A 34-year-old man accused of the murder of his mother-in-law told gardaí she tried to kill her husband and wanted all the family dead, the Central Criminal Court has heard.

Kieran Greene denies murdering 61-year-old Patricia O'Connor, the mother of his partner, Louise O'Connor.

Louise, her daughter Stephanie and Stephanie's father Keith Johnston all deny impeding the apprehension or prosecution of Mr Greene.

Mr Greene was arrested on 13 June 2017, after bringing gardaí to the scene of a shallow grave in Co Wexford, where he said he had buried Mrs O'Connor before returning some days later and cutting up her body.

He told interviewing gardaí that there was not one day that Mrs O'Connor did not "give out or assault". It was basically just constant, he said. He described it as "horrific stuff" and said the kids hid under the table.

The jury has heard that Mr Greene lived in the small four-bedroom house at Mountainview Park in Rathfarnham with his partner Louise O'Connor, her five children, as well as Mrs O'Connor and her husband, Gus.

Mr Greene said Mrs O'Connor used to throw the kids' Christmas toys out and spent all the money her husband had saved.

He said his father-in-law "supposedly" fell down the stairs twice, but the second time, he felt she tried to kill him by doing something to make him fall down.

He told gardaí Mrs O'Connor wanted her husband dead and had told his partner, Louise, that if she killed her dad, she would sign the house over to her.

Louise had been diagnosed with a condition called Graves' disease and her mother said there was a symptom called "Graves' rage", which would allow her to kill anyone and get away with murder.

Mr Greene said Louise automatically said no. He said Mrs O'Connor had been saying she wanted her husband dead for years.

Mr Greene also told gardaí he believed his mother-in-law would have harmed his children. He said he felt for everyone's safety in the house. He said he had told loads of people but nothing happened.

He said the kids had a nightmare of a life with her in the house.

Mr Greene said he believed Mrs O'Connor had put penicillin in Louise's drink, knowing she was allergic to it.  He said he believed his mother-in-law was trying to kill them, but he could not prove it.

He explained he felt free after throwing her body parts around the Wicklow Mountains because he felt his kids would be safe, and they would not have to fear her any more. He said doctors, social workers and the head of housing for the council, had all come to the house.

He said he was fearful Louise and her eldest daughter would take their own lives. He said no one was helping them.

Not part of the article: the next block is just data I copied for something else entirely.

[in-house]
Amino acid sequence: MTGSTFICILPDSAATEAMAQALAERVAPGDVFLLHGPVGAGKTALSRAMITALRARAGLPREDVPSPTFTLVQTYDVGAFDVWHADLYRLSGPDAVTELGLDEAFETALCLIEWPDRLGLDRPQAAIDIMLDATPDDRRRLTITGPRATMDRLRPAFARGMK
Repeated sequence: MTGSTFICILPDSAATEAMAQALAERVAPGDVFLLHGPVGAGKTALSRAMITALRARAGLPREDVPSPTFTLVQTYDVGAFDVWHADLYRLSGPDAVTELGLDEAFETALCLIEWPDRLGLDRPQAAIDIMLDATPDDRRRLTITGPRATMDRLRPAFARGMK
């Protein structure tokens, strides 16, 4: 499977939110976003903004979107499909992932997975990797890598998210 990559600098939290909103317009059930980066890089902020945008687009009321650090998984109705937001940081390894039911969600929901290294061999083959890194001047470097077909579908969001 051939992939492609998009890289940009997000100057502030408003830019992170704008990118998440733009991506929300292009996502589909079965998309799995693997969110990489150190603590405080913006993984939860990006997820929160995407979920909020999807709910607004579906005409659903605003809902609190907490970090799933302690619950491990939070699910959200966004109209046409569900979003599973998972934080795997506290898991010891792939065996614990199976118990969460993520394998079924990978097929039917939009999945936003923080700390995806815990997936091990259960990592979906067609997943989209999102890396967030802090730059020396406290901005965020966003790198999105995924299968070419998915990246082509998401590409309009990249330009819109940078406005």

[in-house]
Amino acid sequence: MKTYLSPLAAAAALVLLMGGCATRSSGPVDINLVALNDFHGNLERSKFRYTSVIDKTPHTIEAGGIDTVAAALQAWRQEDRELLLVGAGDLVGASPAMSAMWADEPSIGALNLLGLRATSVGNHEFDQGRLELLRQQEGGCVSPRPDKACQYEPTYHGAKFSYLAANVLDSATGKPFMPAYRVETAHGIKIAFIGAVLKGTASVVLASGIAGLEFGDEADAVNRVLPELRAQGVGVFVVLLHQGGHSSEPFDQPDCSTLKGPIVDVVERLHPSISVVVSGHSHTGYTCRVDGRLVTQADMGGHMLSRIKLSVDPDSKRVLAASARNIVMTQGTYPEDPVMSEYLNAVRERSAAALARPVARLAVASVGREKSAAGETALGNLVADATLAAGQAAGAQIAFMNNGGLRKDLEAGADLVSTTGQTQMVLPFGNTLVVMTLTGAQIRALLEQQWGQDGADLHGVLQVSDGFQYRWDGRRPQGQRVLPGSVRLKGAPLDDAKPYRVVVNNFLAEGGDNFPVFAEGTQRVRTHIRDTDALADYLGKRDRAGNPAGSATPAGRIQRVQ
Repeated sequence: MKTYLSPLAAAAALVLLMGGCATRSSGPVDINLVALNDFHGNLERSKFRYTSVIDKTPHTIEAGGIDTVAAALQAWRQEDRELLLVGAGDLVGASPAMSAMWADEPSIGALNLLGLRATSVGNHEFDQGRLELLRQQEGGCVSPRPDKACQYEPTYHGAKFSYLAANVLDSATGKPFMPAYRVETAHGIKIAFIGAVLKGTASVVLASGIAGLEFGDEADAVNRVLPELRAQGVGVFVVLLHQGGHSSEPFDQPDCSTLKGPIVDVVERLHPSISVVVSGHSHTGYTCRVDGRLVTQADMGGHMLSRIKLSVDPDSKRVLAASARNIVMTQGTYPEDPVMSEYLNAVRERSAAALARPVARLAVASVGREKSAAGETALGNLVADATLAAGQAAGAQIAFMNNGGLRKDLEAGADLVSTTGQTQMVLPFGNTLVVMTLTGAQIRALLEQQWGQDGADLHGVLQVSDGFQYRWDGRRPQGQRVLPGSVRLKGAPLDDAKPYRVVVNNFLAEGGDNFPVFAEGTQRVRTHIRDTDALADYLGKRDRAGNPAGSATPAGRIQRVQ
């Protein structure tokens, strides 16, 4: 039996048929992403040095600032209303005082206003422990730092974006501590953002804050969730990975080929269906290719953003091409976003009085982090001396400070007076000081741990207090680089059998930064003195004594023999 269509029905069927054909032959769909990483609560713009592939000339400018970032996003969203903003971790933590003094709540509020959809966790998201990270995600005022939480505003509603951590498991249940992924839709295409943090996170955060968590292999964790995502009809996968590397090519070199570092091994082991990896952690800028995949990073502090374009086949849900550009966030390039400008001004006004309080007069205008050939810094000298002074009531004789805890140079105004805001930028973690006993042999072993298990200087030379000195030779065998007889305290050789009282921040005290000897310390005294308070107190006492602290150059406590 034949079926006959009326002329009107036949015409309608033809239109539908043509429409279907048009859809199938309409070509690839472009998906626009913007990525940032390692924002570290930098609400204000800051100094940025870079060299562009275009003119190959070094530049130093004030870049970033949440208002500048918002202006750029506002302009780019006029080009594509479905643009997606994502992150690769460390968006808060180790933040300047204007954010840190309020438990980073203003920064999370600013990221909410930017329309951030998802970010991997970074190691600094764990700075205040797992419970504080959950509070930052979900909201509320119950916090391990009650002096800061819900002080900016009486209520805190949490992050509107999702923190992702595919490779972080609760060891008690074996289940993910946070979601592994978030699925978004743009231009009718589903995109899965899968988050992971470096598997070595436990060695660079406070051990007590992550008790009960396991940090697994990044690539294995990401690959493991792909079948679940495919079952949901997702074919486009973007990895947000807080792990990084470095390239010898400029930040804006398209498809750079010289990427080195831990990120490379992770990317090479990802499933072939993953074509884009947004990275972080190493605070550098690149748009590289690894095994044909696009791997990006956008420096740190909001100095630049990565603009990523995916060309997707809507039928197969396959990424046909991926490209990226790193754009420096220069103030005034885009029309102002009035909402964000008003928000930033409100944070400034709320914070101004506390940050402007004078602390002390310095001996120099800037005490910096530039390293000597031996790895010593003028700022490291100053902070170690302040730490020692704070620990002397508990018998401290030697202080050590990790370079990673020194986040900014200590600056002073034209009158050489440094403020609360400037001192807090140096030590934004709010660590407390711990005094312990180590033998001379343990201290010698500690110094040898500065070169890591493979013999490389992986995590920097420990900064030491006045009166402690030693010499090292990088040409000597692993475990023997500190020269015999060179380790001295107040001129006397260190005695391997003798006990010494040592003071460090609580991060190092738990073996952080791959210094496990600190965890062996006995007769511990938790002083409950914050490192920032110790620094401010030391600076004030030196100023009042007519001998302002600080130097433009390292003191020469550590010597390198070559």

But Mr Greene said on the night of 29 May 2017, Mrs O'Connor attacked him first with a hurley. He said he had definitely hit her twice, although he said it could have been a little more. He said he did not go to hospital for his injuries.

He said he felt terrible, stressed and angry as he hit Mrs O'Connor. He said he did not purposefully "bang bang" until she was dead.

He told gardaí it was not planned, it was not intentional and he was defending himself. "If I wanted to kill her, why would I wait ten years?" he asked.

Mr Greene said he did not shout for help from the other people in the house and did not know why Mrs O'Connor had not shouted for help.

He said he asked her why she hit him and she replied that she wanted them all dead, she wanted them out, she wanted them dead.

He said she wanted her husband dead and wanted everyone dead all the way down to the kids. He said he was not a bad person.

Mr Greene said he did not call an ambulance because he panicked. He said she would have said he had hit her first and she would be believed. He said he let her die because his kids would be safe.

A 'ghoulish enterprise over some days'

The former Deputy State Pathologist Dr Michael Curtis gave evidence of carrying out post mortem examinations on 15 different parts of Patricia O'Connor's body over four days from 11-14 June, 2017.

It was described by Kieran Greene's defence counsel, Conor Devalley, as a "ghoulish enterprise over some days".

Dr Curtis said when the first part of Mrs O'Connor's body was found, the only way of identifying the gender of the person was through DNA testing and a very primitive way of measuring the bones.

He said although DNA testing confirmed the body was female, the initial measurements of the bones put it as being in the male spectrum on anthropological charts.

He said traces of alcohol were found in the body but no trace of drugs.

Dr Curtis said Mrs O'Connor's entire body had been recovered. He said the body parts had sharply cut bone edges and soft tissue and in his view the act of dismemberment had most probably been carried out with a power tool such as a reciprocating saw.

There was more irregularity on her severed wrists and hands he said, raising the possibility they had been removed with just a non-powered hand held saw.

He said death was caused by blunt force trauma to the head.  He said a minimum of three blows had been struck with a solid implement.

Dr Curtis said there was no evidence of any typical defensive type injuries to Mrs O'Connor's hands or forearms.

Under cross-examination by lawyers for Mr Greene, he said he would have thought Mrs O'Connor was a stocky person.

He said it was not possible to exclude the possibility that one of the wounds to her head could have been caused by falling onto a shower step and it was probable the fatal blow had caused her death rather rapidly.

Earlier, the court heard Mr Greene told gardaí he had chopped up the body and scattered it in the mountains on his own. He could not explain why there was no blood in his car. 

He agreed that Louise O'Connor's former partner, Keith Johnston had been seen on CCTV with him at a Mr Price shop on 9 June, 2017 when he bought a petrol can, tow rope and plastic blades. 

But he said Mr Johnston knew nothing about what had happened to Patricia O'Connor.